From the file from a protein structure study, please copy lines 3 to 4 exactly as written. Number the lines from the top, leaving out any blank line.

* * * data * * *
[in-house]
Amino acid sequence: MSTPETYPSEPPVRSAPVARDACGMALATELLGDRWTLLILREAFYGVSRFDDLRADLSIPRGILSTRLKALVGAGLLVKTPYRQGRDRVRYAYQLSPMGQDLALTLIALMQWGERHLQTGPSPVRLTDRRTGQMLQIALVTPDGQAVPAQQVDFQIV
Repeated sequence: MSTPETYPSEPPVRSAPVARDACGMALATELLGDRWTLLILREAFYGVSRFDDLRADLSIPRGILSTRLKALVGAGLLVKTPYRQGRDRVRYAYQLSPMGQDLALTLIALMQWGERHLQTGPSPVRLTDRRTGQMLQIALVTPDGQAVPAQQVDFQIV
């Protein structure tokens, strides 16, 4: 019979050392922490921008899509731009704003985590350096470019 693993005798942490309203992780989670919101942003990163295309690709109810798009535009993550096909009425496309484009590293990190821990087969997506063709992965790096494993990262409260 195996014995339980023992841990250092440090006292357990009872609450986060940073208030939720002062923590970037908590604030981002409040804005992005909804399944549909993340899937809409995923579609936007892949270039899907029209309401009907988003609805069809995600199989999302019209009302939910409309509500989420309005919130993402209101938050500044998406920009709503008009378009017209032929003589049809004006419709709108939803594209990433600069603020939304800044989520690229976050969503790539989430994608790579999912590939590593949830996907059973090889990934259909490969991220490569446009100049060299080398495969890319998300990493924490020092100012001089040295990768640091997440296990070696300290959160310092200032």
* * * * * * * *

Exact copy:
Repeated sequence: MSTPETYPSEPPVRSAPVARDACGMALATELLGDRWTLLILREAFYGVSRFDDLRADLSIPRGILSTRLKALVGAGLLVKTPYRQGRDRVRYAYQLSPMGQDLALTLIALMQWGERHLQTGPSPVRLTDRRTGQMLQIALVTPDGQAVPAQQVDFQIV
């Protein structure tokens, strides 16, 4: 019979050392922490921008899509731009704003985590350096470019 693993005798942490309203992780989670919101942003990163295309690709109810798009535009993550096909009425496309484009590293990190821990087969997506063709992965790096494993990262409260 195996014995339980023992841990250092440090006292357990009872609450986060940073208030939720002062923590970037908590604030981002409040804005992005909804399944549909993340899937809409995923579609936007892949270039899907029209309401009907988003609805069809995600199989999302019209009302939910409309509500989420309005919130993402209101938050500044998406920009709503008009378009017209032929003589049809004006419709709108939803594209990433600069603020939304800044989520690229976050969503790539989430994608790579999912590939590593949830996907059973090889990934259909490969991220490569446009100049060299080398495969890319998300990493924490020092100012001089040295990768640091997440296990070696300290959160310092200032």